When we talk about “healthcare reform”, we have to define exactly what we mean by using the term. If by “reform” we mean removing government-imposed obstacles in order to allow a more competitive free-market private-sector environment, well… then I’m all for it.
For example, allowing insurance companies to compete in all markets nationwide, without heed to state borders, strikes me as a good thing. Removing barriers to increased free-market competition is Basic Econ 101.
In today’s news (here
) it seems Obama has finally realized that his plan to turn our entire health insurance industry into a government-run adjunct to Medicare and the VA system – the “single-payer” system – is falling into ruins at his feet. He’s “open” to the alternative of “co-ops” that are independently operated, purportedly abandoning his dedication to the “single-payer” approach.
If by “co-ops” we’re talking about the insurance industry equivalent of what credit unions are to the banking industry, I have no problem with this idea. As a matter of fact, this plan already exists. For example, Sears doesn’t use outside vendors to provide health insurance to its employees. It self-insures, which is essentially a co-op operated for the benefit of Sears employees. Many large companies do exactly this.
On the other hand, if we’re talking about “co-ops” wherein the government would still step in and use taxpayer dollars to pay the premiums of “poor people”, especially if participation is mandated, then this is simply the “single-payer” program in stealth mode.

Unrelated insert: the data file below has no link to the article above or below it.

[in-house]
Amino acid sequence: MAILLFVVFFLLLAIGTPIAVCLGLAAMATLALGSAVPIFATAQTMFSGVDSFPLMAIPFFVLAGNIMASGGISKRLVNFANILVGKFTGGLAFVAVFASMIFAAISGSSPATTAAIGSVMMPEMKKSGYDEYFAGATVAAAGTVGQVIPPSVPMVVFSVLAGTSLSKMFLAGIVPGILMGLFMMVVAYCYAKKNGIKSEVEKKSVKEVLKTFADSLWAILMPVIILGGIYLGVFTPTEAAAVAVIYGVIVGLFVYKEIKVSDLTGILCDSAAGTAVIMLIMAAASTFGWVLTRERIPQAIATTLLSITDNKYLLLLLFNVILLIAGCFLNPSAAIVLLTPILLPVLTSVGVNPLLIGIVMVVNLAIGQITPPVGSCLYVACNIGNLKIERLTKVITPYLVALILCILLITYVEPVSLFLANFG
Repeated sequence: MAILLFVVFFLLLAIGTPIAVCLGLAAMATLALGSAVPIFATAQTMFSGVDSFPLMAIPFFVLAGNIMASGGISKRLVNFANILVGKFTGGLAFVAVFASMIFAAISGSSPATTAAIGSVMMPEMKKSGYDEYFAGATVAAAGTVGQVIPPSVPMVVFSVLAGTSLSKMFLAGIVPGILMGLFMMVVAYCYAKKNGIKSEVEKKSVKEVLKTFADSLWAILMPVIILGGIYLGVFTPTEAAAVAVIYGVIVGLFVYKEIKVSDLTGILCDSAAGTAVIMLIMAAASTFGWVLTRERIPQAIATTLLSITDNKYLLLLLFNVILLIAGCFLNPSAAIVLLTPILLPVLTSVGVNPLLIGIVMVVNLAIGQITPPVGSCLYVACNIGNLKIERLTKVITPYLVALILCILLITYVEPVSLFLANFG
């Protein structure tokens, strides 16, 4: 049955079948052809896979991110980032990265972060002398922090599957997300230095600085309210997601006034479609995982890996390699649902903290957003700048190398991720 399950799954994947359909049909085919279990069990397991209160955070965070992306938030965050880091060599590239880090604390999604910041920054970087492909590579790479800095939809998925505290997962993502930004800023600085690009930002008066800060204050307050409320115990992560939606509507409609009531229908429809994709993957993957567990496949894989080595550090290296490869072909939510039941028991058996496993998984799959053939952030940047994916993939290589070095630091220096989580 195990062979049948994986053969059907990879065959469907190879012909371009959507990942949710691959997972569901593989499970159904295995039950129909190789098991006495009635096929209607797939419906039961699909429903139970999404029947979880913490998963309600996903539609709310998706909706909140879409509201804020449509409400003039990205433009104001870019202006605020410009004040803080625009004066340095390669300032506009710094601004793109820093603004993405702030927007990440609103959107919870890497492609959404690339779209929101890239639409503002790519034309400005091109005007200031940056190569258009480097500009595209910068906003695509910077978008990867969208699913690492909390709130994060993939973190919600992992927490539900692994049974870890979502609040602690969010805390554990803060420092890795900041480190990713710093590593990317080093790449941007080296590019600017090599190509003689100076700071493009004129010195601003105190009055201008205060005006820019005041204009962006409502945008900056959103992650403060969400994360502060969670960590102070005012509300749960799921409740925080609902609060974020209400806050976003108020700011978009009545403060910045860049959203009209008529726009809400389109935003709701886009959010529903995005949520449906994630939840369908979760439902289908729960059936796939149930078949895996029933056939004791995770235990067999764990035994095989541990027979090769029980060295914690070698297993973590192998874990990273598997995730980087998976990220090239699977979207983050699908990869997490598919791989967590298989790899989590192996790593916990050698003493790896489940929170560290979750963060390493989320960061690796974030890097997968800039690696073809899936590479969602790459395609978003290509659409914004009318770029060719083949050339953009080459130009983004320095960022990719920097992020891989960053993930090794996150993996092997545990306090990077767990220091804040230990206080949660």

There are three repugnant aspects of the “single-payer” plan: government funding; loss of the individual’s autonomy on issues of his own health care; and any “mandate” that people participate at all if they choose to not do so. ANY program that moves forward must avoid all of these aspects.
If the current national debate moves from “single-payer” and “public option” – meaning “supplied by the government at taxpayer expense” – to “co-op”, it’s going to become extremely important to keep a very wary eye on just exactly what that means. If “co-ops” are nothing more than government-operated and –funded programs, then this is nothing more than another cynical manipulation of language, just as “taxes” have become “fees” and “contributions”.
Some important facts to be aware of: according to the most recent Gallup poll on the topic, in November of 2007 (here
), 83% of Americans rate the healthcare they receive as “excellent” or “good”, and 70% rate their healthcare coverage (insurance) as “excellent” or “good”. This is reinforced by other polls (here
), which also reveal another very fascinating bit of information: only 8.4 million of the “uninsured” are dissatisfied with their healthcare in any way
Wait a sec! I thought there were 40 million or so people who were being left out in the cold. What happened?
I guess our system is already set up to take care of the uninsured, through emergency rooms, charitable organizations, and other existing options.
There is no “crisis”. This whole issue has been manufactured out of thin air by nanny-staters to impose ever more control over everybody by Big Government.
UPDATE, 18 AUGUST
It looks like it’s a good thing I posted this essay when I did, because it’s already obsolete. Today, Obama flip-flopped on the idea of “co-ops”, reaffirming his support of the “single-payer” system. No surprise there; he was drawing too much heat from his own base.
Interestingly enough, the Democrat sponsors of this legislation in the Senate are saying that the “public option” has no chance of passing in that house.
What, oh what, is a boy supposed to do?
UPDATE, 25 AUGUST
Reported in this month's VFW Magazine, which I received yesterday:
"VA's backlog of claims and appeals was more than 905,000 as of July 18, according to VA statistics. That represents an increase of some 15% from last year.
"VA's baclog includes over 732,000 unprocessed claims -- of which about 20% had been pending beyond 180 days -- and approximately 173,000 appeals awaiting decisions."
VFW Magazine, Sep 2009, page 10.
I can hardly wait for the government to take over the REST of the healthcare system.